There was a subject I took in my 3rd year at university called Human Resource Management. It’s a load of crap. But it was helpful to give official-sounding names to things like “employee motivation” and “remuneration and benefits”. One of the topics was “Conflict Resolution”, and in that section of the textbook, the author (as far as I remember; it could just as easily be one of the many terrible student presentations) talks about the differences between Eastern and Western conflict resolution methods.

(I cite the textbook and not my lecturer because, oh God, that lady was a thorn in my side for all the years I spent in university. A thorn with needles jutting out of it. And on fire. And secreting a potent venom. And dangerously acidic)

Without getting into the unfortunate discussions about what constitutes “Eastern countries” and “Western countries”, let’s get right into it. Apparently, most people living in Western countries feel that the most appropriate way to handle conflict is to confront it. Face it head on. Get your shit sorted out. While most people living in Eastern countries prefer to defer the responsibility on to someone else, or to avoid it completely.

Or, as I call it, the sweep-under-the-rug method.

While I hold the opinion that people – especially some living in Western countries – should be made to obtain licenses for speaking in public, I am also constantly irked at the behavior of the ones around me. There are far too many episodes to count, but in the end, it just boils down to this:

“I don’t like what that person did. Ugh! Don’t even talk to me about it!”

And then they go on to treat that person like shit – but the Asian way, which is to treat them as though they’re a bad smell in the room.

(I guess you could say it’s more like treating them like fart)

When people tell me things like that, my response, most of the time, is, “Don’t you think that’s a little unfair to them? They probably thought it was funny/in good taste/appropriate.”

Because it’s true. Most of us are not important enough to have a group of people dedicated to hating on us. Most of us, in fact, are actively trying to be the best person we can be, to make the best decisions that we can make – and we just end up tripping over each other sometimes. Just like you don’t go around intending to offend or insult people, people don’t usually go around doing that to you. Sometimes, it’s just poor choice of words. And sometimes, there are people who are just honestly deluded about what is socially acceptably behavior.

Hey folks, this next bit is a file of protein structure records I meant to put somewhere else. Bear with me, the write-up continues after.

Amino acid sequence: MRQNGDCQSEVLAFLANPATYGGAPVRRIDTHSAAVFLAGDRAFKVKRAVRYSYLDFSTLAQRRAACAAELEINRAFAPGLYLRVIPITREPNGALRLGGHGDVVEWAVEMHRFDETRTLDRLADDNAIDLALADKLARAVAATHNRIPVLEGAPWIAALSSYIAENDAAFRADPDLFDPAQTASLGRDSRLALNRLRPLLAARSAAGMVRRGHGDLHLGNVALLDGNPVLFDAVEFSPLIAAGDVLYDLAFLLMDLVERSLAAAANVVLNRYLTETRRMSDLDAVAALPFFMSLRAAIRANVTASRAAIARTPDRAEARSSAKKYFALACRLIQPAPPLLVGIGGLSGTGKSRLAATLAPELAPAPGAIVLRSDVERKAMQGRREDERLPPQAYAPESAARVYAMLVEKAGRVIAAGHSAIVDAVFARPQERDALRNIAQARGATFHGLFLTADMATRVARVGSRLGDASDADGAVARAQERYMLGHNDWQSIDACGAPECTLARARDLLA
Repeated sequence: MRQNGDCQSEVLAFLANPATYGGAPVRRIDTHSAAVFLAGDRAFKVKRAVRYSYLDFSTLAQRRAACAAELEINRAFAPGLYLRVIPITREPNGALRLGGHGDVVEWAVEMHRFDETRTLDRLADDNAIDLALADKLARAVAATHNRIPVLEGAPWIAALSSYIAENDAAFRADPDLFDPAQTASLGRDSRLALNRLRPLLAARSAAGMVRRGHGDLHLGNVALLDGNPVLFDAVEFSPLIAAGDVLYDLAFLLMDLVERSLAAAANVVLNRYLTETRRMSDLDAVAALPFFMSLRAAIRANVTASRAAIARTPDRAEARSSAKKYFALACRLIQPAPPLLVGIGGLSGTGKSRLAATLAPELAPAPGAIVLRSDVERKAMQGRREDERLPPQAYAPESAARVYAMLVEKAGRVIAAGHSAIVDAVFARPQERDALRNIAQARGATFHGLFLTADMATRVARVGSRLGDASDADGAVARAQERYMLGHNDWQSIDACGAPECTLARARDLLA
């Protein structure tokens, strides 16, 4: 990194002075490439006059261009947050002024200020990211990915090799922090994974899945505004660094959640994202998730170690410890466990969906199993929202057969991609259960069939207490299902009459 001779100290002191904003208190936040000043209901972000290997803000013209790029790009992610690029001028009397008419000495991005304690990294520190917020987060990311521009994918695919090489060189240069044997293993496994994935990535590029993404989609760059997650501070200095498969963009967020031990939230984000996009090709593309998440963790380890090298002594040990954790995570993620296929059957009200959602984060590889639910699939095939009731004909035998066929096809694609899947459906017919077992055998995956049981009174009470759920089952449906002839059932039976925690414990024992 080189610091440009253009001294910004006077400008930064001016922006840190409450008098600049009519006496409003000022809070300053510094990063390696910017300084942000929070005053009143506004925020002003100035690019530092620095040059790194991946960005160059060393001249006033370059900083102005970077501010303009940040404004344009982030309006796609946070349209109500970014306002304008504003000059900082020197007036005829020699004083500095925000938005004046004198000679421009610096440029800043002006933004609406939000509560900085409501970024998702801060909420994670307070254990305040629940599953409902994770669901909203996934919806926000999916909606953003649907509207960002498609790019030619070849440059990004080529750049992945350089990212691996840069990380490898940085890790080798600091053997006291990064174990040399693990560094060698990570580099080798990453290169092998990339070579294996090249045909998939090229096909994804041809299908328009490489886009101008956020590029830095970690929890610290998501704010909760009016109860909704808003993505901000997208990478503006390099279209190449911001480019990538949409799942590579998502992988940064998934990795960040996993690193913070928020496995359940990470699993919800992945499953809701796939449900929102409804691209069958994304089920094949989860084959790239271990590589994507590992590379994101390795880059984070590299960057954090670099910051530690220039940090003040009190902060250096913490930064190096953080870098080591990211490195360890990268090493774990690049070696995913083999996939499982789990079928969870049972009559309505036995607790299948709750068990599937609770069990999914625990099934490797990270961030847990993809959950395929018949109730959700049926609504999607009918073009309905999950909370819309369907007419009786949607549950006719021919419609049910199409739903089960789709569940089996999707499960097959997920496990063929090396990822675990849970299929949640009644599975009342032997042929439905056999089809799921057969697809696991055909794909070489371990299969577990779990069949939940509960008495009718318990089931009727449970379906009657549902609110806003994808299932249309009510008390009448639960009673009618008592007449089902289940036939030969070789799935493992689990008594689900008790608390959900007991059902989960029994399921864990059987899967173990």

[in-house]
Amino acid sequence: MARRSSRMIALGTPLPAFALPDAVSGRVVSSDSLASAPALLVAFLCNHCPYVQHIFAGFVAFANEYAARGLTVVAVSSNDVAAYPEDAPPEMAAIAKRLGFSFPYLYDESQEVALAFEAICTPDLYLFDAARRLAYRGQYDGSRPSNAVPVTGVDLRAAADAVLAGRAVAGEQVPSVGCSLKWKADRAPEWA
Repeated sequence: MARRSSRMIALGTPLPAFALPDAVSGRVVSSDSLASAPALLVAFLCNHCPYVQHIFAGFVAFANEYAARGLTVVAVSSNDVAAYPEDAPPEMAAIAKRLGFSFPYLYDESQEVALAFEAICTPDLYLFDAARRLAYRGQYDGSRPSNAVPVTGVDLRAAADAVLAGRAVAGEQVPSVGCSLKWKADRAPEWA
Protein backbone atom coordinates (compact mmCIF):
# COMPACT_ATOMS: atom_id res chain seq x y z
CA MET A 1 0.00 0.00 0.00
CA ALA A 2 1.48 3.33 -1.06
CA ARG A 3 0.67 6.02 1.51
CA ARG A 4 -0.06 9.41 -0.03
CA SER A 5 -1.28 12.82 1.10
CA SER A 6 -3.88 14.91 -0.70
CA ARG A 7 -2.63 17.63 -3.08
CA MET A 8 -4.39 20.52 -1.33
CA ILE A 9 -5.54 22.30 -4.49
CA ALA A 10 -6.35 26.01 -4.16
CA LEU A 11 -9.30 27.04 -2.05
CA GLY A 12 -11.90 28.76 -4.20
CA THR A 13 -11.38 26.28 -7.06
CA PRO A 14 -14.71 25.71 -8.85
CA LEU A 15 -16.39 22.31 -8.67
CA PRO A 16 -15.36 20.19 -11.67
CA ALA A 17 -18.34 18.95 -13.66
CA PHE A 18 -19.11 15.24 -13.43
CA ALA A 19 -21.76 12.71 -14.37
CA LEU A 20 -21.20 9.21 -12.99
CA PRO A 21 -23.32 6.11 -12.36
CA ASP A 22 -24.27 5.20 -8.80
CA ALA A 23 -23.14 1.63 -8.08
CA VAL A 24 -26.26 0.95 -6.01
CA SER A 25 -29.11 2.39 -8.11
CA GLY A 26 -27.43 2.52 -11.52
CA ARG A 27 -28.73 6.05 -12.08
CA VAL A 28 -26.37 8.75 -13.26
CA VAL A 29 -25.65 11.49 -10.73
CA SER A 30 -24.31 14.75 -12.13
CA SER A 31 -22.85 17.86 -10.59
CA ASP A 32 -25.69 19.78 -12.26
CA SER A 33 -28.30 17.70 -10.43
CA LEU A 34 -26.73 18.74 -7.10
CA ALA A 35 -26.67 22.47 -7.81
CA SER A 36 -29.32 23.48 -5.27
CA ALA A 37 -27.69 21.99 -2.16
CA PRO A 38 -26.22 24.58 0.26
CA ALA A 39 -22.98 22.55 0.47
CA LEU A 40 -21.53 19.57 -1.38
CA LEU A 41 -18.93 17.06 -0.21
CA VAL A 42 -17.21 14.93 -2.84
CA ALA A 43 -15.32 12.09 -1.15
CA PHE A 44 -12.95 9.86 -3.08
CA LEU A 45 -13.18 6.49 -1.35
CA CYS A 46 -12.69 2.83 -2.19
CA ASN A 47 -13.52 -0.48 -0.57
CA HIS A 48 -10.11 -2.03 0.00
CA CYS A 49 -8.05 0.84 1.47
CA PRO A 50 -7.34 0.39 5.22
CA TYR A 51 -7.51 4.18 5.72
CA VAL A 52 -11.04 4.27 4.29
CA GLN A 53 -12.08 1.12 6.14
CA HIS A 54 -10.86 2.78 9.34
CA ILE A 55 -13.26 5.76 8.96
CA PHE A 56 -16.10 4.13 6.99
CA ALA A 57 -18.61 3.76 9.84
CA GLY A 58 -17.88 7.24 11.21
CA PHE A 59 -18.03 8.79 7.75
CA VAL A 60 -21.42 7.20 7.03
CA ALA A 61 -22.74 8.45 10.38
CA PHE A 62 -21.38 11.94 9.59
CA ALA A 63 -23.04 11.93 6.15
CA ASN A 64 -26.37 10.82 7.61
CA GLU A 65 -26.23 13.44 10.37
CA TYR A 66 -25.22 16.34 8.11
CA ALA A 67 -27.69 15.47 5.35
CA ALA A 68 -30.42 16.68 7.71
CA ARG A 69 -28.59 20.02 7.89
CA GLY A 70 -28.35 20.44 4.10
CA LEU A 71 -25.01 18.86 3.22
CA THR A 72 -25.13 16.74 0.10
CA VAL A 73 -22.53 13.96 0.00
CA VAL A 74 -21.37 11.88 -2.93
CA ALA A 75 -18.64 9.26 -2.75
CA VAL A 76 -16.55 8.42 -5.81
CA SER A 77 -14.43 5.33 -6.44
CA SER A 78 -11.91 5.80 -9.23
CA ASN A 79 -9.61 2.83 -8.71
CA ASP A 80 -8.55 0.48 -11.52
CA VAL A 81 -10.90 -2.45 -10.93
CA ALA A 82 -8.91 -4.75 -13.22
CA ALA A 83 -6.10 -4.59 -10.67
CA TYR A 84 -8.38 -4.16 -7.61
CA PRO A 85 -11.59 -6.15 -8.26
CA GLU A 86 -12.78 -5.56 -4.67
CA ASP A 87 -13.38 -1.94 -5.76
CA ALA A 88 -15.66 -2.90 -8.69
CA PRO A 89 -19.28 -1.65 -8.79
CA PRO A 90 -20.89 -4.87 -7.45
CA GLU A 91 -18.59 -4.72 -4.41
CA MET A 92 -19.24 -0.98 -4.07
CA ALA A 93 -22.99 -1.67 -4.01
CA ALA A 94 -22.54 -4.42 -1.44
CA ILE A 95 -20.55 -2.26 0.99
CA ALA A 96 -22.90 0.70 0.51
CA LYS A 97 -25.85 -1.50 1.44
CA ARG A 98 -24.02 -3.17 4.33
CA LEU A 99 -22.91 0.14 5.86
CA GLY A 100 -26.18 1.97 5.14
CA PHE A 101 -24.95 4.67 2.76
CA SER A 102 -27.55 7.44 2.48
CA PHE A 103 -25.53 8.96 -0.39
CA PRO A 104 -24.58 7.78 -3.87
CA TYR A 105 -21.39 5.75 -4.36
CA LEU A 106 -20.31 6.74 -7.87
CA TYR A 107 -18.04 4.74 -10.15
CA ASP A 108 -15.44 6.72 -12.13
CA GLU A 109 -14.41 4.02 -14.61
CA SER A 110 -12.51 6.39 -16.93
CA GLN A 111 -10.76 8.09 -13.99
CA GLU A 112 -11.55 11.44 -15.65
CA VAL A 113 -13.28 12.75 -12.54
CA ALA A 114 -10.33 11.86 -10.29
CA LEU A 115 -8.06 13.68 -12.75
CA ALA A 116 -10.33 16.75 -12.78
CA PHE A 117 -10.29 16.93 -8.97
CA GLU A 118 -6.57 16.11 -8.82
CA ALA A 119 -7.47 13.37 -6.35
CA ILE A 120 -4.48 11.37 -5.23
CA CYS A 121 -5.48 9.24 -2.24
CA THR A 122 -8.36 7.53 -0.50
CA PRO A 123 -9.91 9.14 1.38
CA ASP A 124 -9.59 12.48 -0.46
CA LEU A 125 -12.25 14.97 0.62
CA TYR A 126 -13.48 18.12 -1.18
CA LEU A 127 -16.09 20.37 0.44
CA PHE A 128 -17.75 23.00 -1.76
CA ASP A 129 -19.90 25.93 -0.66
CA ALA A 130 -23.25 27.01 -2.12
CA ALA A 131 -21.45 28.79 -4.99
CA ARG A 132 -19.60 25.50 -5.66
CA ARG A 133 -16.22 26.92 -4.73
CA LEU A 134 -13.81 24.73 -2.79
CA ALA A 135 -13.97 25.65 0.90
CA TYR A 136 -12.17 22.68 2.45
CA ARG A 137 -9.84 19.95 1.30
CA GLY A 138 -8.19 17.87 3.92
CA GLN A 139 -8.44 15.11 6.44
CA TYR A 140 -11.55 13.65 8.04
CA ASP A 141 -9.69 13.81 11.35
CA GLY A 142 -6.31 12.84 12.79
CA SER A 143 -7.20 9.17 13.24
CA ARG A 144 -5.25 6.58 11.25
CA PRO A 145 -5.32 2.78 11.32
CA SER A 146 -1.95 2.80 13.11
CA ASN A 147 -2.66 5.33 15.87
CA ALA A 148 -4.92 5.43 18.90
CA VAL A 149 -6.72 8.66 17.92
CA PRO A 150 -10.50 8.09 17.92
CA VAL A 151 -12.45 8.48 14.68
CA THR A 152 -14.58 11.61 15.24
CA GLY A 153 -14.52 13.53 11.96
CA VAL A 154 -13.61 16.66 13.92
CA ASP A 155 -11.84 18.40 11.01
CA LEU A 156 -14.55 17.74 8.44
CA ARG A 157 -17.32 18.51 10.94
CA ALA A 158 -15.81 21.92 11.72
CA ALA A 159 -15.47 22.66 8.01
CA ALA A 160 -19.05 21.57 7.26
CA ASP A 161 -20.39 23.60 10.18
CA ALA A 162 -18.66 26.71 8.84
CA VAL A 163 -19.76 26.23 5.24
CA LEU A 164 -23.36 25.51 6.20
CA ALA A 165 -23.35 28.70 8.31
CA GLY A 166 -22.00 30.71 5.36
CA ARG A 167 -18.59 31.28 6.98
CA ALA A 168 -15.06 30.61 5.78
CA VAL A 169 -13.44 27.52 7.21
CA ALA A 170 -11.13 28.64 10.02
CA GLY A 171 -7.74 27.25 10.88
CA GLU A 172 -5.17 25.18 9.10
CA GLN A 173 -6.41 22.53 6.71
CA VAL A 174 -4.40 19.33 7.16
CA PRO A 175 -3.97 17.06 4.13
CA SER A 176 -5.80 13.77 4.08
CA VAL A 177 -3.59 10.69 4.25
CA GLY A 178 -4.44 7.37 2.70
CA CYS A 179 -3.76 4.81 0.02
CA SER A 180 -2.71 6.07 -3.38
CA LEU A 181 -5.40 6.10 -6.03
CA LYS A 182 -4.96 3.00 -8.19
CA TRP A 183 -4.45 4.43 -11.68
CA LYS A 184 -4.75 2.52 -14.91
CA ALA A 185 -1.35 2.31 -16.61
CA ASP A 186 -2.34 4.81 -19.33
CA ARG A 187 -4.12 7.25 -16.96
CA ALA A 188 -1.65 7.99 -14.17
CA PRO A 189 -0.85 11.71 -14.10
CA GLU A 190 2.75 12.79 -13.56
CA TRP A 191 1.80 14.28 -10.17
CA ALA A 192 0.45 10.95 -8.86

Here’s what I suggest: be fair, be kind, be direct. If you have a problem, say it out – but respectfully. “Man, that wasn’t cool” usually suffices. You’ll be surprised how much heartache it saves you when you let those around you know your boundaries. Then you’ll be able to identify the ones who offend you by mistake and the ones who really don’t care enough about you.

Give people the benefit of a doubt: they are usually kinder, more compassionate, and more prone to making very bad mistakes than you think. Remember the last time you made a really bad mistake, and how you hoped with all your heart that everyone would just let it slide?

It’s exactly that.

345. Digital Footprints

A couple of weeks ago, I wrote a short story in which someone attacked another person with a steering lock. It was gruesome and bloody and sickening – just the way I liked it.

Then earlier this week, a video went viral around the Malaysian digisphere, featuring a lady going batshit insane on an older man for putting a dent in her brand new Peugeot. In retaliation, on top of screaming bloody murder and hurling verbal abuse at the man, she took his steering lock and proceeded to bash his hood in.

I’m not sure about the life imitates art vs. art imitates life argument, but I can vouch for the fact that the two just accidentally plagiarizes one another from time to time.

(except in the non-fictional case, no one’s head got reduced to red gunk)

You can imagine how the internet reacted.

If there’s one thing we all must learn and learn quickly, it’s to never challenge the internet. They’re like medieval dragons, eating valiant knights for breakfast and turning empires into ashes and dust. Except unlike medieval dragons, the internet’s fury and power is largely crowdfunded. There is no way you can beat the sheer force of destruction that is the internet.

Just ask Barbara Streisand’s manager.

Within 24 hours, someone – or a group of people – had already identified the woman down to her name, her nickname, her workplace, and her home address by her car registration and the 1/5th of a company logo that was exposed on her t-shirt. People found her facebook account and hacked into it. People were harassing her in every way they knew how.

(it’s like a scene right out of Sherlock, just without the British accents)

If that isn’t enough to break a person, I don’t know what is.